Inflation, supply chain challenges, and worries about recession were among the biggest problems facing the global automobile industry in 2022.
These issues won’t be resolved in a short time. There’s growing worry that this year’s supply issues on Wall Street could soon turn into the “demand destruction” scenario just when auto production starts increasing.
“There is active demand destruction in the industry, given inflation, interest rates, and energy costs – but so far, this has mostly impacted the backlog,” Bernstein analyst Daniel Roeska wrote in an Investor note released earlier in the month.
As car production picks to normal, Roeska wrote that markets beginning next year will be trying at what, when, and the amount of pain automakers experience.
Sales of cars could continue to rise.
Contrary to the traditional downturns or times when demand was weak, most analysts predict worldwide and U.S. auto sales to increase in 2023. This is because auto sales were already near or at lows in recession in the U.S. and other parts of the world before the beginning of the COVID-19 pandemic in early 2020.
The outbreak disrupted supply chains and manufacturing processes across the globe, causing automobile manufacturers to cut their production back. The resultant shortage of new vehicles, trucks, and SUVs resulted in dealers and automakers being able to demand – and receive significantly higher costs for the cars they could offer.
“New vehicle supply is finally improving, but the industry is swapping a supply problem with a demand problem, and that doesn’t bode well for revenues and profits in the year ahead,” Cox Automotive’s chief economist, Jonathan Smoke, said in an interview with the media recently.
Cox Automotive forecasts U.S. new vehicle sales of 14.1 million in 2023. According to Charlie Chesbrough, Cox’s senior economist and director of industry insight, he was “tepidly optimistic.”
Analysts anticipate the following year’s U.S. auto sales to amount to 13.7 million. U.S. sales were 15.1 million in 2021 and 14.6 million in 2020.
S&P Global Mobility expects new automobile sales to rise globally to close to 83.6 million units by 2023, which is a 5.6 percent increase over the prior year. For the U.S., the data and consulting firm anticipates sales to rise by 7% to approximately 14.8 million units by 2023.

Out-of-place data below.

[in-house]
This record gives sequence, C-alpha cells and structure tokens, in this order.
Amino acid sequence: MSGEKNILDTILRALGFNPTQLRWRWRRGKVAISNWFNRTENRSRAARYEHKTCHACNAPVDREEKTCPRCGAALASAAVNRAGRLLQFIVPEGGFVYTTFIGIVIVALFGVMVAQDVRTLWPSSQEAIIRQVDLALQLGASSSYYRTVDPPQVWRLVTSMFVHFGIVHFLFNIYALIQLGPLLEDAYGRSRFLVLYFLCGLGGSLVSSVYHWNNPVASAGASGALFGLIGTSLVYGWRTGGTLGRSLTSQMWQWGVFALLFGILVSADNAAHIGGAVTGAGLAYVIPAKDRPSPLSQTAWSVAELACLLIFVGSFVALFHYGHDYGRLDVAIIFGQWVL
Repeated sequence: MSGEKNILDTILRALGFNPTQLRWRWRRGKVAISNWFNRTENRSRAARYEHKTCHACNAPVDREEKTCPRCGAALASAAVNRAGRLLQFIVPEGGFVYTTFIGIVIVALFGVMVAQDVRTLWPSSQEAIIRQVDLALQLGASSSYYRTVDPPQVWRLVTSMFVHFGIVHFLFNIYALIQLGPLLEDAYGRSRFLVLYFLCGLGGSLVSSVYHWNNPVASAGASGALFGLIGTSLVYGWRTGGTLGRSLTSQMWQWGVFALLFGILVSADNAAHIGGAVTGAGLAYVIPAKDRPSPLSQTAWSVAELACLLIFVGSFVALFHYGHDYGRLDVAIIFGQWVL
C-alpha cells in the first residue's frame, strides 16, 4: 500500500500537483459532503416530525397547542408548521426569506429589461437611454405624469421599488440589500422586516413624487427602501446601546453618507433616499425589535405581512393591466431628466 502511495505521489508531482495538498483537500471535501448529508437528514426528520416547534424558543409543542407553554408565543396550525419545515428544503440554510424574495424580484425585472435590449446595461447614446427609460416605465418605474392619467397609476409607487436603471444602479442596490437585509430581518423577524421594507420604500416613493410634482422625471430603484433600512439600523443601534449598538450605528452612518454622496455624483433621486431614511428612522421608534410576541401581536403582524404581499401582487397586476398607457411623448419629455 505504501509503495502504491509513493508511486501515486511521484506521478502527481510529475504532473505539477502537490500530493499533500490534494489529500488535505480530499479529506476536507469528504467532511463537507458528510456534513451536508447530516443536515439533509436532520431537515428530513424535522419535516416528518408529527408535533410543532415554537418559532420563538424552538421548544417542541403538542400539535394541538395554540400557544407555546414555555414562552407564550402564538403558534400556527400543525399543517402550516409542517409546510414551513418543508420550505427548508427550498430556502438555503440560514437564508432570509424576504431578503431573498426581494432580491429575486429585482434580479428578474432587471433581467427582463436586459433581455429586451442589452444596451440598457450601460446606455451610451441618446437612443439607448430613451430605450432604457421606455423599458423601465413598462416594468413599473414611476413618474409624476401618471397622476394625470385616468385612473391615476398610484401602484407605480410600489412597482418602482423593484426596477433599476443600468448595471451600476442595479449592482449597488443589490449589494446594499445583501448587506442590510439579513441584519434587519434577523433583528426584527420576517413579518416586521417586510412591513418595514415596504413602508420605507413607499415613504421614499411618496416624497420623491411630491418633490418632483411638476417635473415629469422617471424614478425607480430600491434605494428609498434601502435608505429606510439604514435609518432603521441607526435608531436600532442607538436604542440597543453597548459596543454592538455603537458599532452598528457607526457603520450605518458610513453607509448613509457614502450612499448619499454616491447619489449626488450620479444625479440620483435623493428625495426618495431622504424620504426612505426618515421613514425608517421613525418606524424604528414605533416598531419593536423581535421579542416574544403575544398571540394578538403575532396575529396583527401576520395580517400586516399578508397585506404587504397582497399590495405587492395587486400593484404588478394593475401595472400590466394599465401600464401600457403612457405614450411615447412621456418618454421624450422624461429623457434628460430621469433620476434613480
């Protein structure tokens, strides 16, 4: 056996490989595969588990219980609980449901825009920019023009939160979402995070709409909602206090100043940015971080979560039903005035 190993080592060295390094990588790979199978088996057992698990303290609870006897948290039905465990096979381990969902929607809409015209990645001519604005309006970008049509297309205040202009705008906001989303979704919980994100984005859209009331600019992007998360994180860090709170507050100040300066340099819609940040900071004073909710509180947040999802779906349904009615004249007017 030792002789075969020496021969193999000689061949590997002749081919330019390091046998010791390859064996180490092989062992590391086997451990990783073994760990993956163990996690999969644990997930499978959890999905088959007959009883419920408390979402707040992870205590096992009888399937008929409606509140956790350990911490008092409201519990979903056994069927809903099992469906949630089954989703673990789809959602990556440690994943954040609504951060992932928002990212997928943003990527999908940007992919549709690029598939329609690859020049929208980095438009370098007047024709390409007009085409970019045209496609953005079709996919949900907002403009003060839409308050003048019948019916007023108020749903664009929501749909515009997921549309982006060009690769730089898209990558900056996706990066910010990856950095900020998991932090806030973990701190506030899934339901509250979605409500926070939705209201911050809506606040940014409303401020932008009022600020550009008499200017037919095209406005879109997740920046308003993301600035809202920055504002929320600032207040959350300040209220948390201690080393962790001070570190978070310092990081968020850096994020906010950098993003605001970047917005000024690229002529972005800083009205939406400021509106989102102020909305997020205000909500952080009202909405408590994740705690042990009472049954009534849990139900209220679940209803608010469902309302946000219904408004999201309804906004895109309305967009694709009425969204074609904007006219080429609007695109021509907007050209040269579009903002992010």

Chesbrough stated that the anticipated increase is because many lower-income and subprime borrowers, who typically leave the new car segment in a downturn, have already done so because of the low inventory and record-high costs.
However, the vast profits could be in danger.
The sales growth will likely be at the expense of the mighty price power, and profits automakers have made on new vehicles in the past few years.
“Ongoing supply chain issues and the specter of recession could cause a cautious build-back to the marketplace. U.S. consumers are slowing down and the return to pre-pandemic demand levels for cars seems like a tough to sell. In an announcement, ” inventory and incentive programs will be the most important barometers to measure the likelihood of a decline in demand,” said Chris Hopson, director of North American light vehicle sales forecasts in S&P Global Mobility.
Or, in other words, could rising interest rates, increasing recession-related fears, and a glut of inventory cause automakers to reduce prices and lose profits to lure prospective buyers to their showrooms?
This is good news for consumers facing record-high prices for new cars. However, if it’s true this happens, it will come at a cost for automakers and their shareholders. And maybe their shareholders.